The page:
Clinical outcomes of autograft and allograft anterior cruciate ligament (ACL) reconstructions are mixed, with some reports of excellent to good outcomes and other reports of early graft failure or significant donor site morbidity.
To determine if there is a difference in functional outcomes, failure rates, and stability between autograft and allograft ACL reconstructions.
Medline, Cochrane Central Register of Controlled Trials (Evidence Based Medicine Reviews Collection), Cochrane Database of Systematic Reviews, Web of Science, CINAHL, and SPORTDiscus were searched for articles on ACL reconstruction. Abstracts from annual meetings of the American Academy of Orthopaedic Surgeons, American Orthopaedic Society for Sports Medicine, and Arthroscopy Association of North America were searched for relevant studies.
Inclusion criteria for studies were as follows: primary unilateral ACL injuries, mean patient age less than 41 years, and follow-up for at least 24 months postreconstruction. Exclusion criteria for studies included the following: skeletally immature patients, multiligament injuries, and publication dates before 1990.
Joint stability measures included Lachman test, pivot-shift test, KT-1000 arthrometer assessment, and frequency of graft failures. Functional outcome measures included Tegner activity scores, Cincinnati knee scores, Lysholm scores, and IKDC (International Knee Documentation Committee) total scores.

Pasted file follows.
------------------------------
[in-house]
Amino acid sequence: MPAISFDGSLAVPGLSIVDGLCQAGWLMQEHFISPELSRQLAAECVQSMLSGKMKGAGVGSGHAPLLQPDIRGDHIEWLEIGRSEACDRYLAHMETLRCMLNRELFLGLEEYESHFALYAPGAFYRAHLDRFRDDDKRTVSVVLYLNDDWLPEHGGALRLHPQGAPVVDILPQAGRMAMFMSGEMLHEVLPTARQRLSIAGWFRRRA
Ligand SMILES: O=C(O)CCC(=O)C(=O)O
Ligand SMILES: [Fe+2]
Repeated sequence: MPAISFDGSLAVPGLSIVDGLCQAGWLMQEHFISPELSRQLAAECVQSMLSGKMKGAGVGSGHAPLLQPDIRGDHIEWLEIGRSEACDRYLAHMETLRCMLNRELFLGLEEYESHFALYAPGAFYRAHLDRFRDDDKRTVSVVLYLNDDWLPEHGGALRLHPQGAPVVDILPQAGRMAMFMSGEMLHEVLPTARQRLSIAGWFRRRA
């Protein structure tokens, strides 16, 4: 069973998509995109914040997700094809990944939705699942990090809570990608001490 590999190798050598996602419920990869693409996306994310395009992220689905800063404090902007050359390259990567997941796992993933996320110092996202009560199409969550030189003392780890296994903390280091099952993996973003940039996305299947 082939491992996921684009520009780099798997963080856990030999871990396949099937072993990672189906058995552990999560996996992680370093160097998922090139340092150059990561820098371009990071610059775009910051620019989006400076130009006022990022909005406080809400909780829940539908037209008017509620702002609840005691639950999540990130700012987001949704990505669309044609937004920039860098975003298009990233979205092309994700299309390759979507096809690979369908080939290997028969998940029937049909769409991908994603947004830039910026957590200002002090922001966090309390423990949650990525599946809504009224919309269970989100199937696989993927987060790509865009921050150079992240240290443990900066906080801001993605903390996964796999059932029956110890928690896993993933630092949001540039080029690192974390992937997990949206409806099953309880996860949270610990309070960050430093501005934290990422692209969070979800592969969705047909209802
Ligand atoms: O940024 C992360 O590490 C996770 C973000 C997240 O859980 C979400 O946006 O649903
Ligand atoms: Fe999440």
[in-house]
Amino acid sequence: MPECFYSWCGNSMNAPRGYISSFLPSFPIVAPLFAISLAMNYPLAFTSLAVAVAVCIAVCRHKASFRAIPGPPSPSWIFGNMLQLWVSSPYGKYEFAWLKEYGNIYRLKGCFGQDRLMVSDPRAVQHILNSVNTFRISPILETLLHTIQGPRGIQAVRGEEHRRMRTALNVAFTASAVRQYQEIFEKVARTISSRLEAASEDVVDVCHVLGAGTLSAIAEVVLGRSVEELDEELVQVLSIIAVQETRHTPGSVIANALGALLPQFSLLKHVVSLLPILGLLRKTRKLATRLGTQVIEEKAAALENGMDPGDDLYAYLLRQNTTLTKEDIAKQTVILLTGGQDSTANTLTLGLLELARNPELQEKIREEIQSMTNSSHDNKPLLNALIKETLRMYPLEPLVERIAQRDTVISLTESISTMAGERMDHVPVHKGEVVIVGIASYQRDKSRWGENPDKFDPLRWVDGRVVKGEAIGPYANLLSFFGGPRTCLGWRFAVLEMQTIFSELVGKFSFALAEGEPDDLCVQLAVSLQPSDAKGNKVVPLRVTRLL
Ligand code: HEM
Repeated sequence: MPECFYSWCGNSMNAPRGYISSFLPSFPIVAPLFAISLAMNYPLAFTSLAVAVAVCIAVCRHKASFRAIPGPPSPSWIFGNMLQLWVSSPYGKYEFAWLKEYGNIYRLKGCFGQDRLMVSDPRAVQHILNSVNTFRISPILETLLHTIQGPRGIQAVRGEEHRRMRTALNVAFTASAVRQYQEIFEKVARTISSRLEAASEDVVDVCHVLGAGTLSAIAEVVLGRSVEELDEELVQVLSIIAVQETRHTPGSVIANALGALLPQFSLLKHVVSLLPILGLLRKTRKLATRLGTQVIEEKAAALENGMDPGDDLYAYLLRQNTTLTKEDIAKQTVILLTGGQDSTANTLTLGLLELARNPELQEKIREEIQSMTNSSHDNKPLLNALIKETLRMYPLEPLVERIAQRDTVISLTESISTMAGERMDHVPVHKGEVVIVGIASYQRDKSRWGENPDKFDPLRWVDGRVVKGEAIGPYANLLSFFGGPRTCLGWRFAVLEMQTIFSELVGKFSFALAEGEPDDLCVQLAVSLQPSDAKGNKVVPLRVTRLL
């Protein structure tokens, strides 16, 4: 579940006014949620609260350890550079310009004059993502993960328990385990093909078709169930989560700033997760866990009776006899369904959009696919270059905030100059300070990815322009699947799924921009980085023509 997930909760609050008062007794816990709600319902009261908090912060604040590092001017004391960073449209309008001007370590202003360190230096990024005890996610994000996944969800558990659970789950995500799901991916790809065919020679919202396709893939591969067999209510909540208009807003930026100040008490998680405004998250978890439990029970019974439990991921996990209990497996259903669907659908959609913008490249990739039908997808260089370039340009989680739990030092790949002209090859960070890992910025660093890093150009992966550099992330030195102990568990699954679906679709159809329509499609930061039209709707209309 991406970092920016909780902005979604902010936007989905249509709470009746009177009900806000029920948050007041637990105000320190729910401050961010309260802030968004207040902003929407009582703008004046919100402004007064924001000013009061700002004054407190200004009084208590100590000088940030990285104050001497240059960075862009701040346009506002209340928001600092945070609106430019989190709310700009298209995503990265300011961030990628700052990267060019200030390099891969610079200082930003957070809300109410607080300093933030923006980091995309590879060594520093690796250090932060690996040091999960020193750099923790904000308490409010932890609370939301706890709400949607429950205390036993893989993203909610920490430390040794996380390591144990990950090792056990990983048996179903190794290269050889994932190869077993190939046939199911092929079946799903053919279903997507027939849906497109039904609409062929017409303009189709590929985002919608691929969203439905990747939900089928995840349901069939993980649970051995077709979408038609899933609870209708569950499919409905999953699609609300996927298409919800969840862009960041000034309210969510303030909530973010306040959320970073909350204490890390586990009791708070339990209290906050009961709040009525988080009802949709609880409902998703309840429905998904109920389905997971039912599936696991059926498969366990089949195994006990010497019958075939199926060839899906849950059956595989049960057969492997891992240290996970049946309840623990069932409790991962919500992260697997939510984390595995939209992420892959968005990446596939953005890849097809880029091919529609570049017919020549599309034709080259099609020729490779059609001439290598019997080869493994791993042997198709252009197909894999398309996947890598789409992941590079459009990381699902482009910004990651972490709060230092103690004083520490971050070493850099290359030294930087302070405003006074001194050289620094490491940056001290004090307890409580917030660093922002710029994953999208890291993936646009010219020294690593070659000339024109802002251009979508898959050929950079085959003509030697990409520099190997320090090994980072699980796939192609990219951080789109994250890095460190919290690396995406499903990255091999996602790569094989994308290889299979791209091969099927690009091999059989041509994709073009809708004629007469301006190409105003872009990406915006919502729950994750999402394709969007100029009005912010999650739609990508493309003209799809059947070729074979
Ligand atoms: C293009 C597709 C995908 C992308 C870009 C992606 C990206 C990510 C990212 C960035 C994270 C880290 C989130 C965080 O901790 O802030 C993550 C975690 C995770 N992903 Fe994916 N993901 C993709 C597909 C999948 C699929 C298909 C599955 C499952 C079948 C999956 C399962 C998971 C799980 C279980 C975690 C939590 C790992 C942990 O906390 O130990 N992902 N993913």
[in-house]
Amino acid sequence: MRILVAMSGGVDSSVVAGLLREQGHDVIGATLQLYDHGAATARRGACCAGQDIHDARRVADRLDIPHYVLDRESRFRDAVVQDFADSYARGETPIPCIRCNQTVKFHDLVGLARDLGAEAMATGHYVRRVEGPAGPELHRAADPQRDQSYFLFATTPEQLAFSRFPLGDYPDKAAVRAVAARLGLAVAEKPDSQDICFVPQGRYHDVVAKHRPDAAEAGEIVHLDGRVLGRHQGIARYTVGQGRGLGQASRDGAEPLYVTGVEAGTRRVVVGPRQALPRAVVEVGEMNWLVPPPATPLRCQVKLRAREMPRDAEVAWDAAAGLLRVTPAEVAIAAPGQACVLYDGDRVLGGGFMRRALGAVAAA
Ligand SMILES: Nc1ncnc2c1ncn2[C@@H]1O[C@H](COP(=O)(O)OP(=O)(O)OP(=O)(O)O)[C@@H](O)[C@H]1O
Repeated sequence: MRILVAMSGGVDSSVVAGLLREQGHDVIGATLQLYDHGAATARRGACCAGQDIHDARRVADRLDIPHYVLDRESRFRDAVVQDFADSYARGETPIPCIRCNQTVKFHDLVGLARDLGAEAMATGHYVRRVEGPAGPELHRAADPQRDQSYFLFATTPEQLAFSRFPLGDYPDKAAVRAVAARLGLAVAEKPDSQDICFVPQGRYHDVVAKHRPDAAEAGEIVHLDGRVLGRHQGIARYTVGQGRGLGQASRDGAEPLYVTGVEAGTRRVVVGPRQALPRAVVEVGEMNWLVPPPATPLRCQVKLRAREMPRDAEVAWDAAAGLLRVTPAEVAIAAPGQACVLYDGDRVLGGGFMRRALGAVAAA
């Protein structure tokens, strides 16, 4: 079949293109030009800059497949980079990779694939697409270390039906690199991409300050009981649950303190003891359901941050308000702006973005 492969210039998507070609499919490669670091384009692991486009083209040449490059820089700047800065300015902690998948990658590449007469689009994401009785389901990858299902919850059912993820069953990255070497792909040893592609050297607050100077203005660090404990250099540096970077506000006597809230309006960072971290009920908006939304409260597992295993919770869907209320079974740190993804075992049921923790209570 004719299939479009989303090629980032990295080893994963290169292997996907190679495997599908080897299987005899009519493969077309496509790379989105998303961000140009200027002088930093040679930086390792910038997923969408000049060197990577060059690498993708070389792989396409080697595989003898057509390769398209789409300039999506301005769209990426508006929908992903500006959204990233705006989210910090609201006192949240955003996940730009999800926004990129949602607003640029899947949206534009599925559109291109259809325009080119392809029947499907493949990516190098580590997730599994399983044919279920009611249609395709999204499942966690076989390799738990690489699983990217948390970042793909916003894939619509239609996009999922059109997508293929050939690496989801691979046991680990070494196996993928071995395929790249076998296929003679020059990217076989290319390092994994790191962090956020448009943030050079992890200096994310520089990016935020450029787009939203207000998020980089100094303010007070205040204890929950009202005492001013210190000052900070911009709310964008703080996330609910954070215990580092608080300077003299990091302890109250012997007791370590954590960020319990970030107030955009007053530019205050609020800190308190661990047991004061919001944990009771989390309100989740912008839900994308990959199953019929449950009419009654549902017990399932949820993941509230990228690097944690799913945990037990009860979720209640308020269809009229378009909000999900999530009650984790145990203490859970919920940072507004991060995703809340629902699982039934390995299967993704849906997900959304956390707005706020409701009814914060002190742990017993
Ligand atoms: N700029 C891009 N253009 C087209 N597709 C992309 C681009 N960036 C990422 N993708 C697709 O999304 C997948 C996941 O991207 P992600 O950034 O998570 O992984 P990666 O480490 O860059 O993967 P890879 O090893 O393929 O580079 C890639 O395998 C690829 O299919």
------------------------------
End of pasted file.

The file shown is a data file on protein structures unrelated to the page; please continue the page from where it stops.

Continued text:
More than 5000 studies were identified. After full text review of 576 studies, 56 were included, of which only 1 directly compared autograft and allograft reconstruction. Allograft ACL reconstructions were more lax when assessed by the KT-1000 arthrometer. For all other outcome measures, there was no statistically significant difference between autograft and allograft ACL reconstruction. For all outcome measures, there was strong evidence of statistical heterogeneity between studies. The sample size necessary for a randomized clinical trial to detect a difference between autograft and allograft reconstruction varied, depending on the outcome.
With the current literature, only KT-1000 arthrometer assessment demonstrated more laxity with allograft reconstruction. A randomized clinical trial directly comparing allograft to autograft ACL reconstruction is warranted, but a multicenter study would be required to obtain an adequate sample size.